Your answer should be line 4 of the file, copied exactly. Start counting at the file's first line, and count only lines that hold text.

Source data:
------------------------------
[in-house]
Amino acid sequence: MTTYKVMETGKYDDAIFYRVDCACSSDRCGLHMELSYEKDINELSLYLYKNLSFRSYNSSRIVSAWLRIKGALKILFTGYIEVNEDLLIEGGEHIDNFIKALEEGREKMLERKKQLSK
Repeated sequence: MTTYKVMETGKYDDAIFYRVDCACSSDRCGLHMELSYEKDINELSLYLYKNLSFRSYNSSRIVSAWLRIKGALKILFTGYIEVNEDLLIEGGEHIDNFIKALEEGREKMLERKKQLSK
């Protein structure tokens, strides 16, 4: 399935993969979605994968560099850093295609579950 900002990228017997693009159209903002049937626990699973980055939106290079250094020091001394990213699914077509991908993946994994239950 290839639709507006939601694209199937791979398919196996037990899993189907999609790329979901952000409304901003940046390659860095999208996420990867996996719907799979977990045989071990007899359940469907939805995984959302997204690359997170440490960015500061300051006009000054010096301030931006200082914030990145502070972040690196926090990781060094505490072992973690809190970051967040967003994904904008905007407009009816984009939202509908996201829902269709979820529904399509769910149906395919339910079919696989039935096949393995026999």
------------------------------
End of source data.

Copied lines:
């Protein structure tokens, strides 16, 4: 399935993969979605994968560099850093295609579950 900002990228017997693009159209903002049937626990699973980055939106290079250094020091001394990213699914077509991908993946994994239950 290839639709507006939601694209199937791979398919196996037990899993189907999609790329979901952000409304901003940046390659860095999208996420990867996996719907799979977990045989071990007899359940469907939805995984959302997204690359997170440490960015500061300051006009000054010096301030931006200082914030990145502070972040690196926090990781060094505490072992973690809190970051967040967003994904904008905007407009009816984009939202509908996201829902269709979820529904399509769910149906395919339910079919696989039935096949393995026999």